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Tough penalties in draft Fisheries Bill

Published: 
Wednesday, May 23, 2018

By month end, Agriculture Minister Clarence Rambharat will take to Cabinet a draft fisheries bill, which in its final stage, can see fishermen facing significant fines and penalties for trawling in sensitive areas of the sea bed.

Rambharat spoke to reporters yesterday, following the opening ceremony of the Fisheries Value Chain Management Workshop at the Trinidad Hilton and Conference Centre.

Admitting that there are things in the draft bill he does not fully agree with, Rambharat said he intends to take the bill to Cabinet to get his colleagues’ views “since it contained some international and regional agreements,” fines, penalties and compulsory measures that will be imposed on fishermen.

The Fisheries Division started work on the bill in 1992 with support from the European Union (EU), and accelerated in 2015, when the EU gave T&T a yellow card because of legislative deficiencies in management of its fishing stock.

There are about 200 clauses in the draft compared to the nine clauses in the present legislation.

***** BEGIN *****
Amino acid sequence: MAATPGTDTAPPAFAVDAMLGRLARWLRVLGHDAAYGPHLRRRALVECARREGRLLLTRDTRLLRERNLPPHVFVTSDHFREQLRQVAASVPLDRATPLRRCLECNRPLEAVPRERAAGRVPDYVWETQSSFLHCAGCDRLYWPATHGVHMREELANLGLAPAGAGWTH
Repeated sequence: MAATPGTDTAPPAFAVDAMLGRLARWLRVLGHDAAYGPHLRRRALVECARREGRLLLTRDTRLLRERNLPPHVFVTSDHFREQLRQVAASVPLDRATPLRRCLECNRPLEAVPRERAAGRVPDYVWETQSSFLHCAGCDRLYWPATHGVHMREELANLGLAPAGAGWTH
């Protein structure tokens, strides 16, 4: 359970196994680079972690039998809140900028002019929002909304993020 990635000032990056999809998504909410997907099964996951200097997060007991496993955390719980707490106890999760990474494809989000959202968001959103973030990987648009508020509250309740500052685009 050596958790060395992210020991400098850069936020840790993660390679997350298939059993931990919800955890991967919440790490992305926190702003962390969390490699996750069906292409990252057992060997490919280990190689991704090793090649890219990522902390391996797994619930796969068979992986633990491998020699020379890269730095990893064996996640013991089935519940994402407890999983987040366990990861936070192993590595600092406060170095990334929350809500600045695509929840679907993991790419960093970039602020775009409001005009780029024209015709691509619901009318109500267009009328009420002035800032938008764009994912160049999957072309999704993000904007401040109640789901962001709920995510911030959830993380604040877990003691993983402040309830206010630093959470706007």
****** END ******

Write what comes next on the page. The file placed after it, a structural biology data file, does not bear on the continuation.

Rambharat said his ministry will hold three consultations next month to get feedback from stakeholders and the fishing community. Coming out of these consultations, changes will be made to the draft, following which Attorney General Faris Al-Rawi will be asked to take it to Legislative Review Committee.

The minister said there are no legislative provision for fishing vessels to be registered to carry monitoring devices. The vessel monitoring system is the subject of a pilot project and is going to be mandatory, he said. Compulsory registration of vessels will allow the ministry to enforce the law.

“To me the most important thing is being able to enforce. It is very difficult to operate in an environment where there is no legislative basis for you to take action. Once you have a mandatory requirement there are going to be penalties for not complying . . . and one of the penalties will be de-registration of the vessel.”

Rambharat said the legislation will give the ministry greater power to deal with trawlers that operate in sensitive breeding grounds.

“From what I have seen so far we are pitching the fines at international standards. It’s substantial. There are some things you want to have corrective behaviour over a period of time. Some of the things we want to make sure that people never do. It’s time to act on it.”

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